WASHINGTON (Reuters) – The Federal Reserve could begin to trim its monthly asset purchases this year if distribution of coronavirus vaccines boosts the economy as expected, Atlanta Fed President Raphael Bostic said on Monday in what amounted to a bullish outlook for the coming months.
“I am hopeful that in fairly short order we can start to recalibrate,” the $120 billion in U.S. Treasury and mortgage-backed securities that the U.S. central bank is currently buying each month, Bostic said in an interview with Reuters.
The Fed said in a policy statement last month that it would keep those purchases in place “until substantial further progress has been made” in restoring the economy to full employment and lifting inflation towards the central bank’s 2% goal.
Bostic said the coming weeks will “be somewhat difficult” for the economy with COVID-19 still spreading and any change in Fed policy tied tightly to a successful vaccine rollout that curbs the pandemic.
Still, he felt the country could be nearing the moment when those “post-vaccine” dynamics start to take shape, and warrant debate about when to scale back the aggressive steps taken in March to nurse the economy through its worst downturn in a century.
“I am hopeful that moving on into this year that the signals for weakness start to dissipate and the conversation turns consistently and robustly to sort of steady and broad-based growth,” Bostic said. He added that he was hopeful also that progress will be enough to let the Fed bring its asset holdings back to a level “more in line” with what existed before the pandemic.
“If we determine things have strengthened appreciably, that we have made significant progress, then we will think about the next appropriate action.”
The Fed’s holdings grew rapidly from around $4 trillion to $7 trillion last year as it ramped up asset purchases to help the economy, and will continue expanding for now. The purchases initially helped financial markets through a turbulent few weeks last spring, and are now aimed to keep long-term interest rates low, a boon to businesses and consumers.
But Bostic’s comments are among the most explicit yet from Fed officials about how vaccines may accelerate debate over when and how to exit the central bank’s core crisis-fighting measures.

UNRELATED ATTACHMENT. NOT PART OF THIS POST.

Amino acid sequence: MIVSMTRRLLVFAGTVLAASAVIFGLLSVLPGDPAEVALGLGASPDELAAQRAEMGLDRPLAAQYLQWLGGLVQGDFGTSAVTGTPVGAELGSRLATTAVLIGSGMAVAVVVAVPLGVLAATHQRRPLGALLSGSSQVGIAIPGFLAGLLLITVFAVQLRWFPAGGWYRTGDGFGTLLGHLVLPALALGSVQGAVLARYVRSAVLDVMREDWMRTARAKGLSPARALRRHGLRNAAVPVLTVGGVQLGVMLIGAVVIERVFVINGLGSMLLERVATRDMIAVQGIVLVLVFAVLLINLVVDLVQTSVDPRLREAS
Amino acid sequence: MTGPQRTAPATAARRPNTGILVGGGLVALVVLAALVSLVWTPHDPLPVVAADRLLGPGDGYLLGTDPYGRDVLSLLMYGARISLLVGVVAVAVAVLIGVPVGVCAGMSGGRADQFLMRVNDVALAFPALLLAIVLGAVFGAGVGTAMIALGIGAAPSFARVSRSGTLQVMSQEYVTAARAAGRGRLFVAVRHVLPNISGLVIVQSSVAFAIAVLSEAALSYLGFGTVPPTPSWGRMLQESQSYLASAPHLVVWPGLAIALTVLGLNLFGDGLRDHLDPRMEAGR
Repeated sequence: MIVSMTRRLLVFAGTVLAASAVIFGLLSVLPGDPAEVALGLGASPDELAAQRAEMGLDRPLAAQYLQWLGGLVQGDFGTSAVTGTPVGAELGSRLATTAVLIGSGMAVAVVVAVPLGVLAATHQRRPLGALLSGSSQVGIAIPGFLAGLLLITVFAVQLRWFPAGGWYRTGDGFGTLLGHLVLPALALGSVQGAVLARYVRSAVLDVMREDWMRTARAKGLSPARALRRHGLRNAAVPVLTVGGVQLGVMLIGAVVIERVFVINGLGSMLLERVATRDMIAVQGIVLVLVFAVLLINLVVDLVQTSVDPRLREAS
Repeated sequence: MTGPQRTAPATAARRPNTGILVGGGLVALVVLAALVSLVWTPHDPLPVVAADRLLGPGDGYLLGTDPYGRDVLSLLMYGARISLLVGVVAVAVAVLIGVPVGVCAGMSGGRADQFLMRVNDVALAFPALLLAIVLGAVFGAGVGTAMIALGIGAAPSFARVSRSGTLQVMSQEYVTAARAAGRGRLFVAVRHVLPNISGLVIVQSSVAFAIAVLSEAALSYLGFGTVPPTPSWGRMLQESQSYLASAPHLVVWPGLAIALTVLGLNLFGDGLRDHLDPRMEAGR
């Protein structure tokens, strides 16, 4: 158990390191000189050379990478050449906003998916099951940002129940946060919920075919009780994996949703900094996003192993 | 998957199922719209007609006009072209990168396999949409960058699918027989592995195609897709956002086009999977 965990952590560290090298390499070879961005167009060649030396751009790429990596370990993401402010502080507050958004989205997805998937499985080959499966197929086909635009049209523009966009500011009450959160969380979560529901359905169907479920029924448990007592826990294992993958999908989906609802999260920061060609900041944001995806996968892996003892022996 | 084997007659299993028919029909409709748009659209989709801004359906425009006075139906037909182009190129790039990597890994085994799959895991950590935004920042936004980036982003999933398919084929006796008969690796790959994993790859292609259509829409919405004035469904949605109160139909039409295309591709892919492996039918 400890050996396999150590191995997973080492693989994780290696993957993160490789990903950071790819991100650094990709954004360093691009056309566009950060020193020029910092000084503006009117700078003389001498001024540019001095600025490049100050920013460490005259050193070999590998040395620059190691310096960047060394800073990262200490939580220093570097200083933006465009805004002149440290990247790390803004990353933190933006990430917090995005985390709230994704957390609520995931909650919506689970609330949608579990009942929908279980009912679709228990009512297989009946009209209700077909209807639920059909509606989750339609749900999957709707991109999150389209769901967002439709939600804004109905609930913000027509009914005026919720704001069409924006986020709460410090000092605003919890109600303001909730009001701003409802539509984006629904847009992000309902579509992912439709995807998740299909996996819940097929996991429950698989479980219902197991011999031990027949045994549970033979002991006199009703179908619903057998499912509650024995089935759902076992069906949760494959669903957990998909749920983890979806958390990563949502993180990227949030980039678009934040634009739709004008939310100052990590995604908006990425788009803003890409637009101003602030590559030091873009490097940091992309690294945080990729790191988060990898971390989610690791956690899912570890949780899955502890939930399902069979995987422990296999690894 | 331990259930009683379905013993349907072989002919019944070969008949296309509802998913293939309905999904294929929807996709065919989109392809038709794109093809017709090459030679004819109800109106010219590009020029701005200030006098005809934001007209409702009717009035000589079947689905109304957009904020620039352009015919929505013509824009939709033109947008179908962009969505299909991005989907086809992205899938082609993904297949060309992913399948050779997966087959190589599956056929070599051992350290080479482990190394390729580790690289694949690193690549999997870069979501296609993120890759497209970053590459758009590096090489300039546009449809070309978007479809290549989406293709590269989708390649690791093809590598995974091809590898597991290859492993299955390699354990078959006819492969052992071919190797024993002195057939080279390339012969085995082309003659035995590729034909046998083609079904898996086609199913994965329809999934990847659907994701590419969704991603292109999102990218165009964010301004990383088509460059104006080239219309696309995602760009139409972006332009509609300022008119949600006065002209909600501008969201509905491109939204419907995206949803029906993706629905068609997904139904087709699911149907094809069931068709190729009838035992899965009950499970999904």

In separate comments, Chicago Fed President Charles Evans also said policymakers were poised to push bond-buying in either direction – adding more if the economy seems to need it but also open to cutting back if the recovery and vaccines gain traction.
Bostic said he is optimistic the better outcome is now more likely, with additional fiscal help in place following the passage by Congress of a roughly $900 billion package to extend unemployment insurance and other benefits, and the vaccine distribution system likely to improve over time.
Bond-buying is only one of the tools the Fed deployed to fight the recession triggered by the pandemic.
But with the other main tool – the Fed’s benchmark overnight lending rate – likely on hold for years to come, the asset purchase program may now be the key measure of how the central bank is thinking about the economy and how to shape policy to it.
After a dramatic year, that may already be changing.
Until the Fed’s Dec. 15-16 policy meeting, many market analysts expected the central bank was on the verge of expanding its asset purchases to more fully support the economic recovery and try to further lift still-weak inflation.
The Fed, however, held those purchases steady, with news of vaccines offering some hope the worst had passed, and Fed Chair Jerome Powell emphasizing he felt the current level of purchases was providing adequate economic support.
(Reporting by Howard Schneider; Additional reporting by Ann Saphir; Editing by Paul Simao)